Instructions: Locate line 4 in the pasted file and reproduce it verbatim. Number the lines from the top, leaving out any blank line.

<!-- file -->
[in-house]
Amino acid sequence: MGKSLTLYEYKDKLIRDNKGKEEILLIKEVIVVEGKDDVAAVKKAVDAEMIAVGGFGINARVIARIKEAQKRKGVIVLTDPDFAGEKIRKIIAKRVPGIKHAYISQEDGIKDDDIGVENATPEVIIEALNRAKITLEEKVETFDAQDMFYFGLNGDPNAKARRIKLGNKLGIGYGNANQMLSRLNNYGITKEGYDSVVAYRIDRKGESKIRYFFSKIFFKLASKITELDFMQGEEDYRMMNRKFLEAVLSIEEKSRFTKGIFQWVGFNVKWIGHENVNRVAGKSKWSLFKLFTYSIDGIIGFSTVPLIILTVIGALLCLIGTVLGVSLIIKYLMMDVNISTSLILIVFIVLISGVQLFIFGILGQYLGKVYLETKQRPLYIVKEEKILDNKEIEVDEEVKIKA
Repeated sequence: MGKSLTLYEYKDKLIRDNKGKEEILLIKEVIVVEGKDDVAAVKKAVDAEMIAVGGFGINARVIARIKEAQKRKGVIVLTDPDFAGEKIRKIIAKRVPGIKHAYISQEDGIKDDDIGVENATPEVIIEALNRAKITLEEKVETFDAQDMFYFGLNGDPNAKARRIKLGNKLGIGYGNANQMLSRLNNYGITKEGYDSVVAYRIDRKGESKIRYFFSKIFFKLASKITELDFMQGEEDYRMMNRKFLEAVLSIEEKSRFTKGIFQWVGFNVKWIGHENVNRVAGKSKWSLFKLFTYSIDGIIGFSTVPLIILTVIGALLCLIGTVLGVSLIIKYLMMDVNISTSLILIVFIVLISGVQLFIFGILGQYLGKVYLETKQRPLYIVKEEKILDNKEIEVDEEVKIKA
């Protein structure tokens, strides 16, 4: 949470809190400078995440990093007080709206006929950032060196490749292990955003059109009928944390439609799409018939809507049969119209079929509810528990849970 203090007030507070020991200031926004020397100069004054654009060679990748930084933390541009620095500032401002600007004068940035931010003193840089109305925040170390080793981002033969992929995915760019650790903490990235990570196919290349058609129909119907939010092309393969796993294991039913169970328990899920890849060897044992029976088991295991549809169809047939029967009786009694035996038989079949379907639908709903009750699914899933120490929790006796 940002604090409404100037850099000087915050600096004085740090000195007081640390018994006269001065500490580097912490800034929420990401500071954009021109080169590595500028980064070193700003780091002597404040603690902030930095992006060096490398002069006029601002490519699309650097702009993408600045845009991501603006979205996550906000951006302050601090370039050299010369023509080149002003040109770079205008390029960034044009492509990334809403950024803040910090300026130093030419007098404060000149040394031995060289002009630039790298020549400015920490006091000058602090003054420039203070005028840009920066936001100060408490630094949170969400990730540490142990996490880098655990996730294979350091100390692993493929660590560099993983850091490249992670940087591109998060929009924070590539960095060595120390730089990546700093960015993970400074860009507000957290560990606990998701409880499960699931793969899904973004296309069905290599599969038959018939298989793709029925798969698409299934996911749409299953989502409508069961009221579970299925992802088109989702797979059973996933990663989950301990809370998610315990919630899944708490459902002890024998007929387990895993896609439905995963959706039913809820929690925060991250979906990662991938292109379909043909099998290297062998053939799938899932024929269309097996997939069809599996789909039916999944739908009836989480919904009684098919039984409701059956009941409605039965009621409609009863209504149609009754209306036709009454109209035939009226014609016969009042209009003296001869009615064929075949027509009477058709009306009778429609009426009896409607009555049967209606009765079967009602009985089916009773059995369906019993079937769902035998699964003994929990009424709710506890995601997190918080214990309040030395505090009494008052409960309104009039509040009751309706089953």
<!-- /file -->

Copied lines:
């Protein structure tokens, strides 16, 4: 949470809190400078995440990093007080709206006929950032060196490749292990955003059109009928944390439609799409018939809507049969119209079929509810528990849970 203090007030507070020991200031926004020397100069004054654009060679990748930084933390541009620095500032401002600007004068940035931010003193840089109305925040170390080793981002033969992929995915760019650790903490990235990570196919290349058609129909119907939010092309393969796993294991039913169970328990899920890849060897044992029976088991295991549809169809047939029967009786009694035996038989079949379907639908709903009750699914899933120490929790006796 940002604090409404100037850099000087915050600096004085740090000195007081640390018994006269001065500490580097912490800034929420990401500071954009021109080169590595500028980064070193700003780091002597404040603690902030930095992006060096490398002069006029601002490519699309650097702009993408600045845009991501603006979205996550906000951006302050601090370039050299010369023509080149002003040109770079205008390029960034044009492509990334809403950024803040910090300026130093030419007098404060000149040394031995060289002009630039790298020549400015920490006091000058602090003054420039203070005028840009920066936001100060408490630094949170969400990730540490142990996490880098655990996730294979350091100390692993493929660590560099993983850091490249992670940087591109998060929009924070590539960095060595120390730089990546700093960015993970400074860009507000957290560990606990998701409880499960699931793969899904973004296309069905290599599969038959018939298989793709029925798969698409299934996911749409299953989502409508069961009221579970299925992802088109989702797979059973996933990663989950301990809370998610315990919630899944708490459902002890024998007929387990895993896609439905995963959706039913809820929690925060991250979906990662991938292109379909043909099998290297062998053939799938899932024929269309097996997939069809599996789909039916999944739908009836989480919904009684098919039984409701059956009941409605039965009621409609009863209504149609009754209306036709009454109209035939009226014609016969009042209009003296001869009615064929075949027509009477058709009306009778429609009426009896409607009555049967209606009765079967009602009985089916009773059995369906019993079937769902035998699964003994929990009424709710506890995601997190918080214990309040030395505090009494008052409960309104009039509040009751309706089953």